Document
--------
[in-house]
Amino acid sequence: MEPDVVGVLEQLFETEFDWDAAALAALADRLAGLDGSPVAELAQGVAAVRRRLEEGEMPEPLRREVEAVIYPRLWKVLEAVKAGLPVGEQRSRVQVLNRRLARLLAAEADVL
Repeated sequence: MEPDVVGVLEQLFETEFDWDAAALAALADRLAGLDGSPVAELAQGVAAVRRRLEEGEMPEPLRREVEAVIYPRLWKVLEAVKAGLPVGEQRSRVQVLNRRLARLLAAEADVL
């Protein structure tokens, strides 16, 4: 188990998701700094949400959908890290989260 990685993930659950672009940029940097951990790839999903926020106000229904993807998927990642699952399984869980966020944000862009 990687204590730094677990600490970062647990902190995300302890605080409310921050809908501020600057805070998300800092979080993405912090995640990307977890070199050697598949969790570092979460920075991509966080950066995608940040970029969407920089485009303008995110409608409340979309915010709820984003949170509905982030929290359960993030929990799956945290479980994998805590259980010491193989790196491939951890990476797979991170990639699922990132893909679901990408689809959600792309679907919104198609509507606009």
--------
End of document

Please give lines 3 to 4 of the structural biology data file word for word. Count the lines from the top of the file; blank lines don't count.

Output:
Repeated sequence: MEPDVVGVLEQLFETEFDWDAAALAALADRLAGLDGSPVAELAQGVAAVRRRLEEGEMPEPLRREVEAVIYPRLWKVLEAVKAGLPVGEQRSRVQVLNRRLARLLAAEADVL
């Protein structure tokens, strides 16, 4: 188990998701700094949400959908890290989260 990685993930659950672009940029940097951990790839999903926020106000229904993807998927990642699952399984869980966020944000862009 990687204590730094677990600490970062647990902190995300302890605080409310921050809908501020600057805070998300800092979080993405912090995640990307977890070199050697598949969790570092979460920075991509966080950066995608940040970029969407920089485009303008995110409608409340979309915010709820984003949170509905982030929290359960993030929990799956945290479980994998805590259980010491193989790196491939951890990476797979991170990639699922990132893909679901990408689809959600792309679907919104198609509507606009």